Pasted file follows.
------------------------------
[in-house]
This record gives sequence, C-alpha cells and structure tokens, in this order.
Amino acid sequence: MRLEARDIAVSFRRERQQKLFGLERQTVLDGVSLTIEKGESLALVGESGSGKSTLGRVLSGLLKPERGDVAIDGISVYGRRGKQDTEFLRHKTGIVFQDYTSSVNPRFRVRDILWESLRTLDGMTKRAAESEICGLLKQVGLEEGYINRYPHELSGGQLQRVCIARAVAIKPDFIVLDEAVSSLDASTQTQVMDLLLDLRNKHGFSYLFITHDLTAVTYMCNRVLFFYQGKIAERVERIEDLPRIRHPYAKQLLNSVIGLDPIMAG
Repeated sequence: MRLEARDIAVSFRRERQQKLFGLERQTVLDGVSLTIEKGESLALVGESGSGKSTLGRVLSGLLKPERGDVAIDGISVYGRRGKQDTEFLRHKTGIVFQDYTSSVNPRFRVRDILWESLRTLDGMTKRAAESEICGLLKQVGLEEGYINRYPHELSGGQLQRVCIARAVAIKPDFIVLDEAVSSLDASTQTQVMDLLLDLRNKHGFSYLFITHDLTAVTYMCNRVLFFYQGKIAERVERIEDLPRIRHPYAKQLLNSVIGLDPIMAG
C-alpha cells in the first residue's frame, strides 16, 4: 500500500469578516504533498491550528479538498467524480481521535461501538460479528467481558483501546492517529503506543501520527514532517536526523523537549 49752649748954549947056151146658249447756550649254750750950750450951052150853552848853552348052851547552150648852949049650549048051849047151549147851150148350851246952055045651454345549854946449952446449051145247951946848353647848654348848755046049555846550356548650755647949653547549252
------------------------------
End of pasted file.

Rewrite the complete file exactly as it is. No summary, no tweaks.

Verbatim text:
[in-house]
This record gives sequence, C-alpha cells and structure tokens, in this order.
Amino acid sequence: MRLEARDIAVSFRRERQQKLFGLERQTVLDGVSLTIEKGESLALVGESGSGKSTLGRVLSGLLKPERGDVAIDGISVYGRRGKQDTEFLRHKTGIVFQDYTSSVNPRFRVRDILWESLRTLDGMTKRAAESEICGLLKQVGLEEGYINRYPHELSGGQLQRVCIARAVAIKPDFIVLDEAVSSLDASTQTQVMDLLLDLRNKHGFSYLFITHDLTAVTYMCNRVLFFYQGKIAERVERIEDLPRIRHPYAKQLLNSVIGLDPIMAG
Repeated sequence: MRLEARDIAVSFRRERQQKLFGLERQTVLDGVSLTIEKGESLALVGESGSGKSTLGRVLSGLLKPERGDVAIDGISVYGRRGKQDTEFLRHKTGIVFQDYTSSVNPRFRVRDILWESLRTLDGMTKRAAESEICGLLKQVGLEEGYINRYPHELSGGQLQRVCIARAVAIKPDFIVLDEAVSSLDASTQTQVMDLLLDLRNKHGFSYLFITHDLTAVTYMCNRVLFFYQGKIAERVERIEDLPRIRHPYAKQLLNSVIGLDPIMAG
C-alpha cells in the first residue's frame, strides 16, 4: 500500500469578516504533498491550528479538498467524480481521535461501538460479528467481558483501546492517529503506543501520527514532517536526523523537549 49752649748954549947056151146658249447756550649254750750950750450951052150853552848853552348052851547552150648852949049650549048051849047151549147851150148350851246952055045651454345549854946449952446449051145247951946848353647848654348848755046049555846550356548650755647949653547549252